Why, then, work for less? His lodge will pay any wage the Master Mason asks.

Is it the respect of our fellow members that we want? Go to any lodge and ask the most venerable brethren “Which among you is your most respected member?” We will learn that he is that brother who has given most largely of his interest in and his labor for his brethren. He may be a past grand master. He may be the old tiler at the door. He may be the inconspicuous brother who always sits in the second row in the northwest corner but whose ears are keen to hear the first announcement of any brother ill, that he visit him on the morrow. He may be that past master who has been chairman of the instruction committee since the memory of man runneth not to the contrary, who cannot calculate and would not want us to figure, how many hours he has put in on this thankless but essential service. We will not find the most respected brother to be the rich man, the banker, the mayor or the chief of police, unless these happen to be the principal depositors in their Masonic bank.

What laborer’s hire would you have? A position in the official line, that you may eventually become Master? True it is that appointments in some lodges, like kissing, go by favor not by worth! But usually a Master wants to be remembered in after years as the leader who appointed a brother who in turn made a good Master. Therefore, most Masters try to pick for appointment the brother who shows most promise of leadership, ritualistic ability, and popularity. You have only to demonstrate these qualities by depositing enough time, interest and ability and the lodge will pay your deposits back in any official position you desire.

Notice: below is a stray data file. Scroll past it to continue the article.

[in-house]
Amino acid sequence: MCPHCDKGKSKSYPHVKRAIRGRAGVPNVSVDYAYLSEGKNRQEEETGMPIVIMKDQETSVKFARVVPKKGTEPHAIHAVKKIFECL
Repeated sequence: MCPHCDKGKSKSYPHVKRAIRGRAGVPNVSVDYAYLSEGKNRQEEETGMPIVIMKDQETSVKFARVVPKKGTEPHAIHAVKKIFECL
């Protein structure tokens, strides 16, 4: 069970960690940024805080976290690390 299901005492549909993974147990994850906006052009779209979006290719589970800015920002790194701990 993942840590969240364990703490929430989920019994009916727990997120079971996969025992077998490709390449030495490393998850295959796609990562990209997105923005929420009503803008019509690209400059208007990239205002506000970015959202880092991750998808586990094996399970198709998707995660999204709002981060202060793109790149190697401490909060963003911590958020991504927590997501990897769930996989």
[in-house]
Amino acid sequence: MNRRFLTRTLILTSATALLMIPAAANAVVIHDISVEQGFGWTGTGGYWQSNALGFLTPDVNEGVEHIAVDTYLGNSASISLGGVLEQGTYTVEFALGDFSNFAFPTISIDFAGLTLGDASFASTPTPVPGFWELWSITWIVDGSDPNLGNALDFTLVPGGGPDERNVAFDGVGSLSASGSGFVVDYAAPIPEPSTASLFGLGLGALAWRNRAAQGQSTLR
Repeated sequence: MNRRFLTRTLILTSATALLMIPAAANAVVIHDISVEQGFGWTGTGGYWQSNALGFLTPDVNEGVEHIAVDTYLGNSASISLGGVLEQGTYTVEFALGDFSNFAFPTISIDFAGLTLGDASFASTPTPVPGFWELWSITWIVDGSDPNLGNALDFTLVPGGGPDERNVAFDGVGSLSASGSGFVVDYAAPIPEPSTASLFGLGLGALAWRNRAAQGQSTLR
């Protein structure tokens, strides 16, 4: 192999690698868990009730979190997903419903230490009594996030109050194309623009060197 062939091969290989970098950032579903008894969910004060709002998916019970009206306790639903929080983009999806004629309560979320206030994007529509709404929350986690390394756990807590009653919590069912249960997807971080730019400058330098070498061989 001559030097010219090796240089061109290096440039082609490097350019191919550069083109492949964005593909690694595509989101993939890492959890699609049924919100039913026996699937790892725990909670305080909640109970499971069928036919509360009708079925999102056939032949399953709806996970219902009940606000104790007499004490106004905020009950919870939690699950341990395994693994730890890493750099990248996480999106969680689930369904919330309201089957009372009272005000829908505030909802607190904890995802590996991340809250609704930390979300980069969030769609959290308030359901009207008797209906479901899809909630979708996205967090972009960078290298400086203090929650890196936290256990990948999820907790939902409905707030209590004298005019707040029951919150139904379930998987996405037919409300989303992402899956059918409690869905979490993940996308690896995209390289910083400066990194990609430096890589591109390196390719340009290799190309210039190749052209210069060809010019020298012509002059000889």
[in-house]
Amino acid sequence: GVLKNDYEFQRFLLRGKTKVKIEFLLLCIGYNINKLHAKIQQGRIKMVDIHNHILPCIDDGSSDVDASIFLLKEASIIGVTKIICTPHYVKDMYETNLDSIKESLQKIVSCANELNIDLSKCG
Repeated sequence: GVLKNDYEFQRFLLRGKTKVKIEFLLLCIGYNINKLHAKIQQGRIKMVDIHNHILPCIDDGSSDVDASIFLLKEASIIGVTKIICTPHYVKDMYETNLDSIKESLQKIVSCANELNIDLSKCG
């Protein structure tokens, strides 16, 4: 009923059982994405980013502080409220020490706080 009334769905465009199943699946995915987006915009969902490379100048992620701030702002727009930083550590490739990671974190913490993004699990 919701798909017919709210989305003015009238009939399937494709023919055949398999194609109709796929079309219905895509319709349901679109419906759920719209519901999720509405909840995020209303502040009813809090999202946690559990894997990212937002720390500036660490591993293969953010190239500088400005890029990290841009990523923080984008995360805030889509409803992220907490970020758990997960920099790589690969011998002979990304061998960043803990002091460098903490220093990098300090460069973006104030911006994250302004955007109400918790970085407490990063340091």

Men love Freemasonry for so many reasons a catalog would be wearisome. The particular reason germane to getting something out because something has been put in, is the personal satisfaction which many receive from doing something well for the pure love of accomplishment. The man who collects rarely finds a sympathetic audience, yet one will hunt for years for the one missing stamp in a set, or the one missing early glass decanter of a certain period and find infinite satisfaction in his final success. The brother with a mechanical turn of mind who fixes all the broken toys in the neighborhood is doubtless paid in childish smiles of pleasure. But if he fixes hundreds whose owners he never sees he still finds his joy in the sense that something useful has come into beingwhere before was only a wreck; the joy is in the accomplishment itself, not in the gratitude or pleasure the accomplishment gave to others.

A brother may learn the ritual of all degrees with no idea he will ever be called upon to render it; he wants only to know if he can conquer a poor memory. His satisfaction is in the knowledge that he could. If he is called on to fill the place of an officer suddenly drafted and his ritual becomes of real use to his lodge, his main joy from it is still in what he had done for the sake of the doing: Many men do love lodge and Freemasonry because there is so much which may be done which gives satisfaction from the mere doing as well as in the pleasure, instruction or benefit which may come to others.